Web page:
Why my favourite home office additions have been an ergonomic mouse and keyboard

We independently review everything we recommend. When you buy through our links, we may earn a commission.

I’m no stranger to working from home; in fact, I used to work from home two days a week until the pandemic prompted many of us to avoid going to work. So, for a long time, I’ve had a decent home office setup – a standing desk, a second monitor docked with my laptop, and a decent office chair.

Instead of using the laptop’s built-in keyboard and touchpad, which functioned perfectly, I didn’t bother with a dedicated keyboard and mouse… till my neck muscles and right shoulder flared up in pain over the course of a few weeks.

To be honest, the muscle problems weren’t new – I’ve had chronic back muscle tightness for a long time. The condition was exacerbated by using the laptop’s keyboard and trackpad, which caused a deep burning sensation in the right shoulder joint.

As hesitant as I was to change my long-standing configuration, I knew something had to be done, and thus an ergonomic keyboard and vertical mouse were introduced into my life. By the third day of utilising both, the burn in my right shoulder had almost vanished.

There’s a lot of disagreement about whether or not an ergonomic arrangement is genuinely useful — some people swear by it (especially corporations promoting these items), while others believe it’s overrated. I take the middle road: the ergonomic keyboard and mouse haven’t cured my repetitive strain injuries (RSIs) – far from it – but they have much improved my day-to-day functioning, and I’ll happily preach the advantages of the ergonomic keyboard and mouse to anyone who will listen.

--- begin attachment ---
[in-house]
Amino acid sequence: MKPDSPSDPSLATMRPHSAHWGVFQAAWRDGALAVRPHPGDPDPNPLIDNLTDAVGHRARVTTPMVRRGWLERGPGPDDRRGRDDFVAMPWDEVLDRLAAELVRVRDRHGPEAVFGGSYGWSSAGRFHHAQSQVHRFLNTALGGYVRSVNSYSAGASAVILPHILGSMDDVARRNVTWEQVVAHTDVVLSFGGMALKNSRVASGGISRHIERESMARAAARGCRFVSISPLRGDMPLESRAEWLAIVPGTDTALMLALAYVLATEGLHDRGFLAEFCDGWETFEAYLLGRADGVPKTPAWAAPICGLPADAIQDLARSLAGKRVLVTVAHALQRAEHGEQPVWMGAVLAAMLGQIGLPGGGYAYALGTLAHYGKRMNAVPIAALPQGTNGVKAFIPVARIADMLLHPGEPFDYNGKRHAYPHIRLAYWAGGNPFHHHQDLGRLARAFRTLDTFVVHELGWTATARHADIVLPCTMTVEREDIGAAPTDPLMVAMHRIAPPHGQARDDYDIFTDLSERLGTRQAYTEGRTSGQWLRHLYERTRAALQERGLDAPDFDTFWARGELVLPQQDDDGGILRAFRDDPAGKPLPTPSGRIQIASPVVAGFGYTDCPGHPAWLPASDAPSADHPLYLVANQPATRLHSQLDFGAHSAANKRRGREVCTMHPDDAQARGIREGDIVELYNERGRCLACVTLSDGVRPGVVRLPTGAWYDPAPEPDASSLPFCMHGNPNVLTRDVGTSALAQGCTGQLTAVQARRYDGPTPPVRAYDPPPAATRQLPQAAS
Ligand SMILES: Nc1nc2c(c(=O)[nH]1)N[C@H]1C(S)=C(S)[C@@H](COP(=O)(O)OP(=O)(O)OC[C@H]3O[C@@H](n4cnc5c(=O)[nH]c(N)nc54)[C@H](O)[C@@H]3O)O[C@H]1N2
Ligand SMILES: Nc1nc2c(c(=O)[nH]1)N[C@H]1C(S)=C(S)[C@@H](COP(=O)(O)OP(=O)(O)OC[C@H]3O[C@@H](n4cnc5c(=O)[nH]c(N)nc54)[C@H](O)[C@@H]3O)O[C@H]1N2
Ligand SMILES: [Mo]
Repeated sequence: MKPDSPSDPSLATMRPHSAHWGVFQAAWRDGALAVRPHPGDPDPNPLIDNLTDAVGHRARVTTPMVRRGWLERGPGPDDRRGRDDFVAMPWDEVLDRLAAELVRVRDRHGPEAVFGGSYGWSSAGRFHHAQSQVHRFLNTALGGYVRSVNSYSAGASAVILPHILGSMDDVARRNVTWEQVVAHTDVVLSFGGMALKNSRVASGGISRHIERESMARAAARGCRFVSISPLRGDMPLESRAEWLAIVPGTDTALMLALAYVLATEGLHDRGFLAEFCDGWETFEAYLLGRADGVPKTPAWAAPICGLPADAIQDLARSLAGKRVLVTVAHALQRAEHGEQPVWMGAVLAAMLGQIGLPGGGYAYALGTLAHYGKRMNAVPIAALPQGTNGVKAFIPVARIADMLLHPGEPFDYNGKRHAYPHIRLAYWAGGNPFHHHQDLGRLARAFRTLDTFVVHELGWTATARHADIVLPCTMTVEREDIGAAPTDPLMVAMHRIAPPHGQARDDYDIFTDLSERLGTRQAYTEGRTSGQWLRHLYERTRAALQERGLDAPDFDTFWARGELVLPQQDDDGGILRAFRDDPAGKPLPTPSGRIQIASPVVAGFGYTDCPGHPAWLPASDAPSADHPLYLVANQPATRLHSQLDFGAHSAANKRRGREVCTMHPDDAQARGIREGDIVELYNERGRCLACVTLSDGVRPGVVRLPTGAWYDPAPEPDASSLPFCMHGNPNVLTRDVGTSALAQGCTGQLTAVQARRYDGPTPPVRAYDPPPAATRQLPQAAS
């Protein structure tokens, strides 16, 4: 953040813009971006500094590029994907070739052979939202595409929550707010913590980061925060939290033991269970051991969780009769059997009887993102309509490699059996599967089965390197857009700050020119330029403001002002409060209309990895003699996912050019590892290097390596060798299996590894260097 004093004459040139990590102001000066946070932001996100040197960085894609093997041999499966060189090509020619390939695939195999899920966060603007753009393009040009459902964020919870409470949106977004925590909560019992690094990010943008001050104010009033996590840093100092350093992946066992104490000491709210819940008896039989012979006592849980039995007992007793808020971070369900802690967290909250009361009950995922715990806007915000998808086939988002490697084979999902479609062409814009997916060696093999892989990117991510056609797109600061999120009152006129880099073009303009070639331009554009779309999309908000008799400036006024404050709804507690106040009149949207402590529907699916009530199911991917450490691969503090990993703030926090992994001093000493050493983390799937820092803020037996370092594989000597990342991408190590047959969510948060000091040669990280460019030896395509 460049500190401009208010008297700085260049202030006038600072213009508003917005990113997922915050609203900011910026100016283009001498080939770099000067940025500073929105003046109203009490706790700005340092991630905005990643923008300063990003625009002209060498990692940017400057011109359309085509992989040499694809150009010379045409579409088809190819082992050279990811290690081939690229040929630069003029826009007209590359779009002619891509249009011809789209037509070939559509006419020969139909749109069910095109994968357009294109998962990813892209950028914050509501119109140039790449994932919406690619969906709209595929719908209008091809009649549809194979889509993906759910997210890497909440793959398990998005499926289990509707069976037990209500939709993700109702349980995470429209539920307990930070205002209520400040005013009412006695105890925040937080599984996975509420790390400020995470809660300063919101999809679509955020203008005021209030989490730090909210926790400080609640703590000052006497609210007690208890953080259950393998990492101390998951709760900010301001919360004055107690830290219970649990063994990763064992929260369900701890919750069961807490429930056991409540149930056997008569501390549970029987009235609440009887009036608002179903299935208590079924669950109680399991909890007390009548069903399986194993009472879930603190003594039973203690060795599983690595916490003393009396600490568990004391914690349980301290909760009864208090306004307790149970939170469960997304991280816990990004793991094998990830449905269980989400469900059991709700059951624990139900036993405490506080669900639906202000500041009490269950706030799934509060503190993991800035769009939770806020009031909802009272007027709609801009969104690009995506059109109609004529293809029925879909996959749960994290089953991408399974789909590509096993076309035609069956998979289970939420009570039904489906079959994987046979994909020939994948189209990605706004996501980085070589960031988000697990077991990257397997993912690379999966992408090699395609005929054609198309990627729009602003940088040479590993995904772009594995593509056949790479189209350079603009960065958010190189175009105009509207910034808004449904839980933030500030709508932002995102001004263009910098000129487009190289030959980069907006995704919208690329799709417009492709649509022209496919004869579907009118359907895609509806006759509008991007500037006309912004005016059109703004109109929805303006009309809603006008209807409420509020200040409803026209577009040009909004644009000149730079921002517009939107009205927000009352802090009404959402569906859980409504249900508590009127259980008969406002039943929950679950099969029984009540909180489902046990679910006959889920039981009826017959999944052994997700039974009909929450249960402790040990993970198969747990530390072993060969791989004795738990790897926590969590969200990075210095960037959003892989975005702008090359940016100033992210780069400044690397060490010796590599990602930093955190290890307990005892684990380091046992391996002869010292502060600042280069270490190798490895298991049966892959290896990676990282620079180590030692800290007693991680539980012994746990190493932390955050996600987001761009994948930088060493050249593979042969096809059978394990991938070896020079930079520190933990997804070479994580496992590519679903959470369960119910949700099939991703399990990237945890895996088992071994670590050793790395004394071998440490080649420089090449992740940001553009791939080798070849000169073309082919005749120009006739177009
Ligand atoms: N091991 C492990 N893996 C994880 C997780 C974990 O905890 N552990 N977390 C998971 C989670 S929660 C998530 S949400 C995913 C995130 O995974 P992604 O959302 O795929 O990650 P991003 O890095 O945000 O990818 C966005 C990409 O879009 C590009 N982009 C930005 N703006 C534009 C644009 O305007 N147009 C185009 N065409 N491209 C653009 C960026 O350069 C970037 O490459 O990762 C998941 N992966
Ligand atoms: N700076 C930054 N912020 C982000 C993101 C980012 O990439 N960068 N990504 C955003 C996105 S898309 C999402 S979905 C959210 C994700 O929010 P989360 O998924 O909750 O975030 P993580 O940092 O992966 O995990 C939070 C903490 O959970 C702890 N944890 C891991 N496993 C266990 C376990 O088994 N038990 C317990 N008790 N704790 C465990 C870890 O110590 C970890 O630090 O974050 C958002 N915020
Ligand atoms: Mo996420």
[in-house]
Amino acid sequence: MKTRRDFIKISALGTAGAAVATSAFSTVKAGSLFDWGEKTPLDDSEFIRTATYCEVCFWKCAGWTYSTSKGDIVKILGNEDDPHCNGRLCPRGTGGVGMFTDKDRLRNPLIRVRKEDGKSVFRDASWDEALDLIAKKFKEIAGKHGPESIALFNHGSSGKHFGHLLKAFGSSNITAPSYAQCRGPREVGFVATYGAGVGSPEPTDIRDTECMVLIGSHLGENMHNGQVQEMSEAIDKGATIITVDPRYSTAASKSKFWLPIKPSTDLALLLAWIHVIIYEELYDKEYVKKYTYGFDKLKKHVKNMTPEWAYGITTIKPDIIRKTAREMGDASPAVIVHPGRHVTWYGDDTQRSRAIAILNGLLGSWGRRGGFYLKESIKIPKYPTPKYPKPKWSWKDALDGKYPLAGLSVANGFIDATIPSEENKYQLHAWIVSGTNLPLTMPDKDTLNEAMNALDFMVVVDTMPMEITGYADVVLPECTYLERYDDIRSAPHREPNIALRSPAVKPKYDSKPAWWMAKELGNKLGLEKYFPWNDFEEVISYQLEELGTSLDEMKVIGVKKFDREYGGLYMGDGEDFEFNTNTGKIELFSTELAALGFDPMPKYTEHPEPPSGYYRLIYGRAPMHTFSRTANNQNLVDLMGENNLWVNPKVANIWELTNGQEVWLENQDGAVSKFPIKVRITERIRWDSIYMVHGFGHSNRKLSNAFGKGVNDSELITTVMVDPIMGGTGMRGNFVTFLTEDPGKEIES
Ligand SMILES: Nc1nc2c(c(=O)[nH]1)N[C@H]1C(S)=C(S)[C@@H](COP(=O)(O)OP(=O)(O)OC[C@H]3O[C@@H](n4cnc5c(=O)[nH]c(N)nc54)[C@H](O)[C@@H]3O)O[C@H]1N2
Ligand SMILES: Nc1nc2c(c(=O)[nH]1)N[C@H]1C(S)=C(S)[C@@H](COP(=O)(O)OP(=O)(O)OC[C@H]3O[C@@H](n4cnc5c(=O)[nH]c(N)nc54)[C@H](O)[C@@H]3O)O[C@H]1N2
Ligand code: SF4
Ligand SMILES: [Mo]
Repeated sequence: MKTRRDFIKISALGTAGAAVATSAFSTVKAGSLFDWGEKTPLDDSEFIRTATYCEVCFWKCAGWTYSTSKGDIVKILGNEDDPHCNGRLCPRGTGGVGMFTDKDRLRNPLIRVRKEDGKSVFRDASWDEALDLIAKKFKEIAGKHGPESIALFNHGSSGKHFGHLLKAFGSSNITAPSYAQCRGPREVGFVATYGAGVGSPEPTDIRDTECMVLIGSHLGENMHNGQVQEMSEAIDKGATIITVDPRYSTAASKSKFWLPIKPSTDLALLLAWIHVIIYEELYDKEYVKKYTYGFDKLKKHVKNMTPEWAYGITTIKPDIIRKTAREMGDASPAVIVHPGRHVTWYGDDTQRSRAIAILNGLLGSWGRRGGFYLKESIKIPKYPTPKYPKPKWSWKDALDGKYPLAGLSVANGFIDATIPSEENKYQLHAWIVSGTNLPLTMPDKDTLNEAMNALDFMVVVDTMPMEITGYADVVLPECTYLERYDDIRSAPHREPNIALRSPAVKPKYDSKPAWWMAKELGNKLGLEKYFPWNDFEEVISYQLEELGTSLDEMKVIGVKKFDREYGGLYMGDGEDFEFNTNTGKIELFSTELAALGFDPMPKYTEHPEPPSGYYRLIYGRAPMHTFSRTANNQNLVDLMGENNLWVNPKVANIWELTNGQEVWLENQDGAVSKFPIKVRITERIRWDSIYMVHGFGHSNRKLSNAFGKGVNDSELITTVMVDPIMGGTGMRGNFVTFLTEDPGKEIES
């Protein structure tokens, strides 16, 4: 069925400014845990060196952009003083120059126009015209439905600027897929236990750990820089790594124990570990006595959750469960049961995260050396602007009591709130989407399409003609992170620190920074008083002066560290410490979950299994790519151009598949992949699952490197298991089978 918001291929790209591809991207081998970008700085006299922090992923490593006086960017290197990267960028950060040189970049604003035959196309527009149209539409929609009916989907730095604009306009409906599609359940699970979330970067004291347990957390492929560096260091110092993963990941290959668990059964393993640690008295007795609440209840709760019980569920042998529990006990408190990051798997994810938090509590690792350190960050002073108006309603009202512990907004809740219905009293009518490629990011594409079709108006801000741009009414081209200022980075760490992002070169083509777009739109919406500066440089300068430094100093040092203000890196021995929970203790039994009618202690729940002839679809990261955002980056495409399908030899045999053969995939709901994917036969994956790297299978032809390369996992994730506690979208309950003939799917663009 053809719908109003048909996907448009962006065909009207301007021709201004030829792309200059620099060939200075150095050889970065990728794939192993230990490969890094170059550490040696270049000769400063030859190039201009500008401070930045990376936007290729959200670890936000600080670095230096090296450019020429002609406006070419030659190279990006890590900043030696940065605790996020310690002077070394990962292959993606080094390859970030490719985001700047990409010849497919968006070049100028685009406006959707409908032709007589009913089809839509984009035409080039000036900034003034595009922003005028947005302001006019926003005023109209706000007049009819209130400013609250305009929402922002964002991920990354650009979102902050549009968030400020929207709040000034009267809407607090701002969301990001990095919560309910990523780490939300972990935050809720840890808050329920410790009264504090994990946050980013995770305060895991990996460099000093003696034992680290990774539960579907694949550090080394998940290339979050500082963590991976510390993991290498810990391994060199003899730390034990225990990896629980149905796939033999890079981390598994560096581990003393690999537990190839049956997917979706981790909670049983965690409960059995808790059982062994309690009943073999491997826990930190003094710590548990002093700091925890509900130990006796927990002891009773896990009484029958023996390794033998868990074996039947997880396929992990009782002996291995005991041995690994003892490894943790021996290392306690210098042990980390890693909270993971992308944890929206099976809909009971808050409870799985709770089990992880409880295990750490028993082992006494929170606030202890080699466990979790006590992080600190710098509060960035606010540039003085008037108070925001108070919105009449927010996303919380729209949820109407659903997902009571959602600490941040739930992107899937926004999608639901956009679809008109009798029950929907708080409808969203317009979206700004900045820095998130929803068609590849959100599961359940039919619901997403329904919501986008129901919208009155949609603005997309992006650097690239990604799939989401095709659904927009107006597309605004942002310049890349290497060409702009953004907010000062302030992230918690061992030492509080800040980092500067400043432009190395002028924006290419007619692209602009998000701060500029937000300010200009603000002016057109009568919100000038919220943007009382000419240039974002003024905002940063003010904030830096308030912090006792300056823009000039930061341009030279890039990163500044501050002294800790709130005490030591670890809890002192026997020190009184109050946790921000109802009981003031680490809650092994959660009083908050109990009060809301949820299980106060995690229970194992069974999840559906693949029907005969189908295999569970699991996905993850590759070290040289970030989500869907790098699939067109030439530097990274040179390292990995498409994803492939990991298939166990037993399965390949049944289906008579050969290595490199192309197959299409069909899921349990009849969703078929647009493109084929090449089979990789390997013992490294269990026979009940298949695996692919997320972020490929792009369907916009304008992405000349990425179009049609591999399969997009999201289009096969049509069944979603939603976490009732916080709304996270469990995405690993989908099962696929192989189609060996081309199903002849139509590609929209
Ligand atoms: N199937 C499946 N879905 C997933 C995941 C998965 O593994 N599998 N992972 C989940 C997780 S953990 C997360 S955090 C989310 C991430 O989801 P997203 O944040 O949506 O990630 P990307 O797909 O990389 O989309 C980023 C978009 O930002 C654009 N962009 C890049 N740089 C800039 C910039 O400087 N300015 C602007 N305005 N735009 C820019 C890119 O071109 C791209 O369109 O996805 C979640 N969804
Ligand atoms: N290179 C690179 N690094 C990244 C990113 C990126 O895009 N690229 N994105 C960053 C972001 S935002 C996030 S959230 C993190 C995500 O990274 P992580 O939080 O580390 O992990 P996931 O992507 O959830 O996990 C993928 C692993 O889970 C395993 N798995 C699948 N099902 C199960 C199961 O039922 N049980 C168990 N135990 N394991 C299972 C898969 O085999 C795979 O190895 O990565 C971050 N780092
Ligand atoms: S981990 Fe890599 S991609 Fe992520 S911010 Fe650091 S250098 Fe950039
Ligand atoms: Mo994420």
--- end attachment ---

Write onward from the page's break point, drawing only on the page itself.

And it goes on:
I’ll also be the first to say that it might not be appropriate for everyone. It’s worth looking into if one of your New Year’s intentions is to improve the comfort of your home office setting.

To go ergonomic or not to go ergonomic, there is the question…

The problem with purchasing an ergonomic keyboard is that there are many different varieties, each with its own set of advantages and disadvantages. It’s difficult to know which one will work best for you when you can’t try them on in a store.

I spent days researching arm and wrist locations on several types of ergonomic keyboards in order to determine which one would (theoretically) benefit the shoulder joint the most. Finally, I settled on the Logitech Ergo K860 split wireless keyboard, which we also recommend as the finest ergonomic keyboard on TechRadar.

And, since I couldn’t tell if it was the laptop keyboard or the trackpad that was bothering me, I decided to acquire an ergonomic mouse as well, opting for the Logitech MX Vertical wireless mouse.

I’m not sure if it was the new split keyboard, the vertical mouse, or a mix of the two that helped me, but discomfort that no amount of physiotherapy could alleviate seemed to vanish within days. Clearly, the money was well spent.

Richard Percy
We will be happy to hear your thoughts

Leave a reply